ahhaa, everything except the name? hahahahah

???? I get you are laughing. Well? Could they, or is it that you can’t speak for a reasonable person?

there is no clause.

You’re kidding, right?

The IC clause argument is nonsense. By that argument the copyright clause is superflous–they could enact patent and copyright by virtue of the IC clause; why would they need the patent and copryight clause.

Well, I guess it would be because at the time the constitution was written, patents and copyrights were enumerated along with the commerce clause and the rest. At that time trademarks were the jurisdiction of the states in common law.

Apparently congress thought that the variations from state to state in the implementation of trade mark laws and the growing need to have a consistent and uniform method for establishing and interpreting trademarks across state lines was a matter of interstate commerce that needed regulating. They drew their authority to enact legislation from the commerce clause.

Now I will be the first to admit that the application of the commerce clause has not always been to my liking, i.e. most recently Obamacare. I think they will ultimately lose that one. The supremacy of the Latham Act may not be justified, but it is certainly rational. I find it justifiable as well.

Brian Drake March 21, 2011 at 2:51 pm

@Wildberry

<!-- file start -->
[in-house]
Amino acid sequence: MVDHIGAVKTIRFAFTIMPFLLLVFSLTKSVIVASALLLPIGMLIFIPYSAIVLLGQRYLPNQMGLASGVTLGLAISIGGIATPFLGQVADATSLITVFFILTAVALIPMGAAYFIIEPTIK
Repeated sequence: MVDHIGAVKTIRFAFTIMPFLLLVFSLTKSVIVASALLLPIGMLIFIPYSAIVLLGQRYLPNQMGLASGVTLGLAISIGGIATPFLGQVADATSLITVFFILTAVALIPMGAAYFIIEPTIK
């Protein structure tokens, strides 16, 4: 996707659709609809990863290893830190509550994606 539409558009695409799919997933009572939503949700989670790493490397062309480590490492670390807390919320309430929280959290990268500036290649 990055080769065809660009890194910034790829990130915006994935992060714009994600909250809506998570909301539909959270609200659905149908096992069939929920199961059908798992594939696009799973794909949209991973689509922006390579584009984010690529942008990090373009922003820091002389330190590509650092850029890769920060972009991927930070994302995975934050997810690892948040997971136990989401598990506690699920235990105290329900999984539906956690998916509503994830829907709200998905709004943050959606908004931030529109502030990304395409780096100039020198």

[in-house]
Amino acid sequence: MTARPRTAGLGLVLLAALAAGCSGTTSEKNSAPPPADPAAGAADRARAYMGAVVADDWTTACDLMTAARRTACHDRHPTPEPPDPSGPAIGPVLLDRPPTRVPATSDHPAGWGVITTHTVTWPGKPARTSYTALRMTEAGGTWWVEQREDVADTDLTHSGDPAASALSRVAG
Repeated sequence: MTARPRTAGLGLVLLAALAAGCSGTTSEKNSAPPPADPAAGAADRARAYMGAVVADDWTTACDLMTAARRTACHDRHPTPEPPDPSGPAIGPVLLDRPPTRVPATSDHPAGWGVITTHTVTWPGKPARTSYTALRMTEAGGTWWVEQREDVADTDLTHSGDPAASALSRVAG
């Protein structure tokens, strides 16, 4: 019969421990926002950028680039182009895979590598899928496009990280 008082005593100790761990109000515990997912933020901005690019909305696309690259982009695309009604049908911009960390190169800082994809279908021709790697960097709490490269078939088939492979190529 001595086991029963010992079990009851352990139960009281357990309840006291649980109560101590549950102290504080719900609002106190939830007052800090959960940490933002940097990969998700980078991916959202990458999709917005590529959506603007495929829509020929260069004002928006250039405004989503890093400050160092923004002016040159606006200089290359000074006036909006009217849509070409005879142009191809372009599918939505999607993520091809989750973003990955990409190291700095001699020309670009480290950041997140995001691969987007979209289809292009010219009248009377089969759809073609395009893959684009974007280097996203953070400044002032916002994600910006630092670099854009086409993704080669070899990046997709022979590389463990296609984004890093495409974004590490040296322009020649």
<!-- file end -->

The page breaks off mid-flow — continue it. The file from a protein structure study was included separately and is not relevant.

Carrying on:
“As a side note, something not being specifically enumerated in the Constitution does not render it automatically unconstitutional. What Constitutional rights or limitation does trademark or trade dress violate? What is your basis to claim unconstitionality?”

The 10th Amendment:
The powers not delegated to the United States by the Constitution, nor prohibited by it to the States, are reserved to the States respectively, or to the people.

REPLY

Wildberry March 21, 2011 at 7:32 pm

See the Commerce clause of of Article I Section 8.

Regulation of comerce is an enumerated power of congress. I may alway agree with the interpretation of that power, but that is where it comes from. So the 10th Amendment does not negate this federal power.

REPLY

J. Murray March 22, 2011 at 5:25 am

Commerce Clause applies only to States as political entities. The US Constitution’s wording is very clear. When discussion the people, us, it uses “The People” (found only once in the entirety of Article 1, which only discusses how Representatives are elected). When discussion State governments, it uses the word State (See Amendment 10). At no point does the US Constitution refer to a state as a geographical location. The Constitution does not give Congress authority to regulate commerce between the people.

REPLY

Adam March 22, 2011 at 6:14 am

“As a side note, something not being specifically enumerated in the Constitution does not render it automatically unconstitutional. What Constitutional rights or limitation does trademark or trade dress violate? What is your basis to claim unconstitionality?”

When you have to start proving something to the negative, the argument becomes impossible. There was a time when legal jargon didn’t prevent people from pointing out the obvious, but seeing how ridiculous Wildberry is, I see we’ve passed that point.

REPLY

Peter Surda March 25, 2011 at 7:11 am

Wildberry,

However, on what “justified” basis is someone entitled to bank on the prestige of a product that is none of his doing?

You are assuming your conclusion, Wildberry. I don’t remember whether you said you consider causality to be a sufficient criterion for a property right violation, but quite likely you did not answer that question, because avoiding clarity is your modus operandi.

REPLY

Ryan Vann March 22, 2011 at 1:07 pm

Funny how this turned into a car talk episode; I thought NPR was defunded into non-existence?